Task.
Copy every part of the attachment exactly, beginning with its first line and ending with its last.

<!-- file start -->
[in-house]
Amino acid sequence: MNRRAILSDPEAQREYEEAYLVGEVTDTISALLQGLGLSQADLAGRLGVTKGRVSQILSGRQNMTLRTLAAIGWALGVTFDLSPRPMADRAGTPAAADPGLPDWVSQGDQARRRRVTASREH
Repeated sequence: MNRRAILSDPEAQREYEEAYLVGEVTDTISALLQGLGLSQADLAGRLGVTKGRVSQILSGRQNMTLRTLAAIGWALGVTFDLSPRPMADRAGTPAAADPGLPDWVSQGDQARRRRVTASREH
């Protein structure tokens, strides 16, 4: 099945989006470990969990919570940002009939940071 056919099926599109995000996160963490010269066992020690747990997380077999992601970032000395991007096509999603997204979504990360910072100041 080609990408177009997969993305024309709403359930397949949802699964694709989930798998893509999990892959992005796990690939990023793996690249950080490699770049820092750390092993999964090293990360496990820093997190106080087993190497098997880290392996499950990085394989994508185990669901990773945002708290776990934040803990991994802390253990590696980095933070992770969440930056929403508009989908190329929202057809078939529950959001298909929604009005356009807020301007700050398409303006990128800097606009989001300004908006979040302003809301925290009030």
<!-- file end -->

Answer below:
[in-house]
Amino acid sequence: MNRRAILSDPEAQREYEEAYLVGEVTDTISALLQGLGLSQADLAGRLGVTKGRVSQILSGRQNMTLRTLAAIGWALGVTFDLSPRPMADRAGTPAAADPGLPDWVSQGDQARRRRVTASREH
Repeated sequence: MNRRAILSDPEAQREYEEAYLVGEVTDTISALLQGLGLSQADLAGRLGVTKGRVSQILSGRQNMTLRTLAAIGWALGVTFDLSPRPMADRAGTPAAADPGLPDWVSQGDQARRRRVTASREH
């Protein structure tokens, strides 16, 4: 099945989006470990969990919570940002009939940071 056919099926599109995000996160963490010269066992020690747990997380077999992601970032000395991007096509999603997204979504990360910072100041 080609990408177009997969993305024309709403359930397949949802699964694709989930798998893509999990892959992005796990690939990023793996690249950080490699770049820092750390092993999964090293990360496990820093997190106080087993190497098997880290392996499950990085394989994508185990669901990773945002708290776990934040803990991994802390253990590696980095933070992770969440930056929403508009989908190329929202057809078939529950959001298909929604009005356009807020301007700050398409303006990128800097606009989001300004908006979040302003809301925290009030």